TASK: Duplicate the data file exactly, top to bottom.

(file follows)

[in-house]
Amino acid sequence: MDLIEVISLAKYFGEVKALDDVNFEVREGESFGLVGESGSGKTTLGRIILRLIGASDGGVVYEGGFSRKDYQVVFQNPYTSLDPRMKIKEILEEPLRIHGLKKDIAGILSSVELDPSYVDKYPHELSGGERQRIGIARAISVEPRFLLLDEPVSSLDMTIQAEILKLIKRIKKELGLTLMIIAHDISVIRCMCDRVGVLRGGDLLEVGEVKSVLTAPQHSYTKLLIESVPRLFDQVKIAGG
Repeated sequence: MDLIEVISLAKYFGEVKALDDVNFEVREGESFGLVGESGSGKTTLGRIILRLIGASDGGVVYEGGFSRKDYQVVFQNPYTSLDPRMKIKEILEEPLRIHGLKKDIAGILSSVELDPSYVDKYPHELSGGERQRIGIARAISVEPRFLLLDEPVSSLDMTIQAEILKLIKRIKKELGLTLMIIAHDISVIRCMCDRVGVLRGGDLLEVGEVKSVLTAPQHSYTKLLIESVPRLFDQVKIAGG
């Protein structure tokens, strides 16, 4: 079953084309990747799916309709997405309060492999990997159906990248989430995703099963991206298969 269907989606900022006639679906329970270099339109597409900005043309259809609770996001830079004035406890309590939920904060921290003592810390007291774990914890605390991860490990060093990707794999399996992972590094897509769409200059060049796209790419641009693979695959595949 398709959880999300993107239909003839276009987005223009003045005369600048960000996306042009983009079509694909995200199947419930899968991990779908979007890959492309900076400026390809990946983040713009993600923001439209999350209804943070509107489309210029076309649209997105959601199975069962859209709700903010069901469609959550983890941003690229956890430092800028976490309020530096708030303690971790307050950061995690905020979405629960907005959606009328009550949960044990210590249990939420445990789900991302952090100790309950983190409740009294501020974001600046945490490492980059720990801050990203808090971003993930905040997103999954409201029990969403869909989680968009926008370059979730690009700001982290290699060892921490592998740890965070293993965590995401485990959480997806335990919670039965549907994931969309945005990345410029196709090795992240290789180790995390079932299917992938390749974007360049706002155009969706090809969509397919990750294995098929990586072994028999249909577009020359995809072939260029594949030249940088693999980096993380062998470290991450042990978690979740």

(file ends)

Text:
[in-house]
Amino acid sequence: MDLIEVISLAKYFGEVKALDDVNFEVREGESFGLVGESGSGKTTLGRIILRLIGASDGGVVYEGGFSRKDYQVVFQNPYTSLDPRMKIKEILEEPLRIHGLKKDIAGILSSVELDPSYVDKYPHELSGGERQRIGIARAISVEPRFLLLDEPVSSLDMTIQAEILKLIKRIKKELGLTLMIIAHDISVIRCMCDRVGVLRGGDLLEVGEVKSVLTAPQHSYTKLLIESVPRLFDQVKIAGG
Repeated sequence: MDLIEVISLAKYFGEVKALDDVNFEVREGESFGLVGESGSGKTTLGRIILRLIGASDGGVVYEGGFSRKDYQVVFQNPYTSLDPRMKIKEILEEPLRIHGLKKDIAGILSSVELDPSYVDKYPHELSGGERQRIGIARAISVEPRFLLLDEPVSSLDMTIQAEILKLIKRIKKELGLTLMIIAHDISVIRCMCDRVGVLRGGDLLEVGEVKSVLTAPQHSYTKLLIESVPRLFDQVKIAGG
């Protein structure tokens, strides 16, 4: 079953084309990747799916309709997405309060492999990997159906990248989430995703099963991206298969 269907989606900022006639679906329970270099339109597409900005043309259809609770996001830079004035406890309590939920904060921290003592810390007291774990914890605390991860490990060093990707794999399996992972590094897509769409200059060049796209790419641009693979695959595949 398709959880999300993107239909003839276009987005223009003045005369600048960000996306042009983009079509694909995200199947419930899968991990779908979007890959492309900076400026390809990946983040713009993600923001439209999350209804943070509107489309210029076309649209997105959601199975069962859209709700903010069901469609959550983890941003690229956890430092800028976490309020530096708030303690971790307050950061995690905020979405629960907005959606009328009550949960044990210590249990939420445990789900991302952090100790309950983190409740009294501020974001600046945490490492980059720990801050990203808090971003993930905040997103999954409201029990969403869909989680968009926008370059979730690009700001982290290699060892921490592998740890965070293993965590995401485990959480997806335990919670039965549907994931969309945005990345410029196709090795992240290789180790995390079932299917992938390749974007360049706002155009969706090809969509397919990750294995098929990586072994028999249909577009020359995809072939260029594949030249940088693999980096993380062998470290991450042990978690979740």